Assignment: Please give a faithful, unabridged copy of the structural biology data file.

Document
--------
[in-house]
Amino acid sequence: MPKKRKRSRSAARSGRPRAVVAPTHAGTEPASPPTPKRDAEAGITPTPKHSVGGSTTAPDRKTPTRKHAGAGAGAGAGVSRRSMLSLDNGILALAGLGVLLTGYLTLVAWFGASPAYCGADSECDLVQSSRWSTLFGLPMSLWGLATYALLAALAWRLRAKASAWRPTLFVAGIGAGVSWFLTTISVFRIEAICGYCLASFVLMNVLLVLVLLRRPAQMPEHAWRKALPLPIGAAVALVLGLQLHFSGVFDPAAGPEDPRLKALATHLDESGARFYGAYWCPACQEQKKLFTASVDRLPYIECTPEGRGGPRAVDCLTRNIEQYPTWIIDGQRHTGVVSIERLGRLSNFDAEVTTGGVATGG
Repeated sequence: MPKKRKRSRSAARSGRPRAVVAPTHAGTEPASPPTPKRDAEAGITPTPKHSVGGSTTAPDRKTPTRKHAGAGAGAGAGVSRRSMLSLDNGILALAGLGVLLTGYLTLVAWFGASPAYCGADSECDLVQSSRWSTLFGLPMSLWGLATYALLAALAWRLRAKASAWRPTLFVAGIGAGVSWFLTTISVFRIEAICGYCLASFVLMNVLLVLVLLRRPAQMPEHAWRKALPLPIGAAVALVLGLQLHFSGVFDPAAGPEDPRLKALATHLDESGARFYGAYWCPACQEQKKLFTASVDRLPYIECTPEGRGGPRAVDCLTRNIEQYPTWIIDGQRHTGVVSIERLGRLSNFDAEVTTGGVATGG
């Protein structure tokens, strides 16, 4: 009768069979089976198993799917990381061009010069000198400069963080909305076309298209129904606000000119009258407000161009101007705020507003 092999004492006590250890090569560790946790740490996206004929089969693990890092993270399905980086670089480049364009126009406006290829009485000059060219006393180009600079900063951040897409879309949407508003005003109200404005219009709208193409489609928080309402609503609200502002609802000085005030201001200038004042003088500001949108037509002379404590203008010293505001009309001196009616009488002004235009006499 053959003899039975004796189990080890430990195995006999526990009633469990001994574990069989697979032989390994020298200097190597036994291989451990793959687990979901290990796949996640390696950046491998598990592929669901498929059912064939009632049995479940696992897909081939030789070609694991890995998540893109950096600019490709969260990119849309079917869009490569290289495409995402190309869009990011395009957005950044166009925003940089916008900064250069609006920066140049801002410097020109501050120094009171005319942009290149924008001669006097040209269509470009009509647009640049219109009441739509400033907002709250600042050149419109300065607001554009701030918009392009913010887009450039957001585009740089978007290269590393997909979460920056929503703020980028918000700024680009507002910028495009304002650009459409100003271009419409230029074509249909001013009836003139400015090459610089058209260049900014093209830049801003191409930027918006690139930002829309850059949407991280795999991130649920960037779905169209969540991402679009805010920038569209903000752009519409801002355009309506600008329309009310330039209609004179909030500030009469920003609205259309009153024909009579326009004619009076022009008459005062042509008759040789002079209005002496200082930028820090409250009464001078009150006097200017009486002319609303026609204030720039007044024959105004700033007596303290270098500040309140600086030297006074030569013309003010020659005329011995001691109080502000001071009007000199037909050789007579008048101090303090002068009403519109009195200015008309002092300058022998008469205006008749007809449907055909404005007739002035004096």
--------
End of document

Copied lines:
[in-house]
Amino acid sequence: MPKKRKRSRSAARSGRPRAVVAPTHAGTEPASPPTPKRDAEAGITPTPKHSVGGSTTAPDRKTPTRKHAGAGAGAGAGVSRRSMLSLDNGILALAGLGVLLTGYLTLVAWFGASPAYCGADSECDLVQSSRWSTLFGLPMSLWGLATYALLAALAWRLRAKASAWRPTLFVAGIGAGVSWFLTTISVFRIEAICGYCLASFVLMNVLLVLVLLRRPAQMPEHAWRKALPLPIGAAVALVLGLQLHFSGVFDPAAGPEDPRLKALATHLDESGARFYGAYWCPACQEQKKLFTASVDRLPYIECTPEGRGGPRAVDCLTRNIEQYPTWIIDGQRHTGVVSIERLGRLSNFDAEVTTGGVATGG
Repeated sequence: MPKKRKRSRSAARSGRPRAVVAPTHAGTEPASPPTPKRDAEAGITPTPKHSVGGSTTAPDRKTPTRKHAGAGAGAGAGVSRRSMLSLDNGILALAGLGVLLTGYLTLVAWFGASPAYCGADSECDLVQSSRWSTLFGLPMSLWGLATYALLAALAWRLRAKASAWRPTLFVAGIGAGVSWFLTTISVFRIEAICGYCLASFVLMNVLLVLVLLRRPAQMPEHAWRKALPLPIGAAVALVLGLQLHFSGVFDPAAGPEDPRLKALATHLDESGARFYGAYWCPACQEQKKLFTASVDRLPYIECTPEGRGGPRAVDCLTRNIEQYPTWIIDGQRHTGVVSIERLGRLSNFDAEVTTGGVATGG
């Protein structure tokens, strides 16, 4: 009768069979089976198993799917990381061009010069000198400069963080909305076309298209129904606000000119009258407000161009101007705020507003 092999004492006590250890090569560790946790740490996206004929089969693990890092993270399905980086670089480049364009126009406006290829009485000059060219006393180009600079900063951040897409879309949407508003005003109200404005219009709208193409489609928080309402609503609200502002609802000085005030201001200038004042003088500001949108037509002379404590203008010293505001009309001196009616009488002004235009006499 053959003899039975004796189990080890430990195995006999526990009633469990001994574990069989697979032989390994020298200097190597036994291989451990793959687990979901290990796949996640390696950046491998598990592929669901498929059912064939009632049995479940696992897909081939030789070609694991890995998540893109950096600019490709969260990119849309079917869009490569290289495409995402190309869009990011395009957005950044166009925003940089916008900064250069609006920066140049801002410097020109501050120094009171005319942009290149924008001669006097040209269509470009009509647009640049219109009441739509400033907002709250600042050149419109300065607001554009701030918009392009913010887009450039957001585009740089978007290269590393997909979460920056929503703020980028918000700024680009507002910028495009304002650009459409100003271009419409230029074509249909001013009836003139400015090459610089058209260049900014093209830049801003191409930027918006690139930002829309850059949407991280795999991130649920960037779905169209969540991402679009805010920038569209903000752009519409801002355009309506600008329309009310330039209609004179909030500030009469920003609205259309009153024909009579326009004619009076022009008459005062042509008759040789002079209005002496200082930028820090409250009464001078009150006097200017009486002319609303026609204030720039007044024959105004700033007596303290270098500040309140600086030297006074030569013309003010020659005329011995001691109080502000001071009007000199037909050789007579008048101090303090002068009403519109009195200015008309002092300058022998008469205006008749007809449907055909404005007739002035004096």